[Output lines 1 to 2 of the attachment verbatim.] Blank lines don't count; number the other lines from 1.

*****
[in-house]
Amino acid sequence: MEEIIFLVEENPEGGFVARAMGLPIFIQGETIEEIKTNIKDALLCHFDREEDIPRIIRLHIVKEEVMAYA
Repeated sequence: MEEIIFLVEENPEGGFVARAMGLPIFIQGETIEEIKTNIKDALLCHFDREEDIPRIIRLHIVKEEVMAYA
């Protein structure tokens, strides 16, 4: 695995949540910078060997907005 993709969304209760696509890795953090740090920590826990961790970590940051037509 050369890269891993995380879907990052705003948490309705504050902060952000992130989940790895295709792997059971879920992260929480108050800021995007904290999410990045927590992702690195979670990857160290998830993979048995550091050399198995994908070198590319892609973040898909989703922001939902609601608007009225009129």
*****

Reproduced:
[in-house]
Amino acid sequence: MEEIIFLVEENPEGGFVARAMGLPIFIQGETIEEIKTNIKDALLCHFDREEDIPRIIRLHIVKEEVMAYA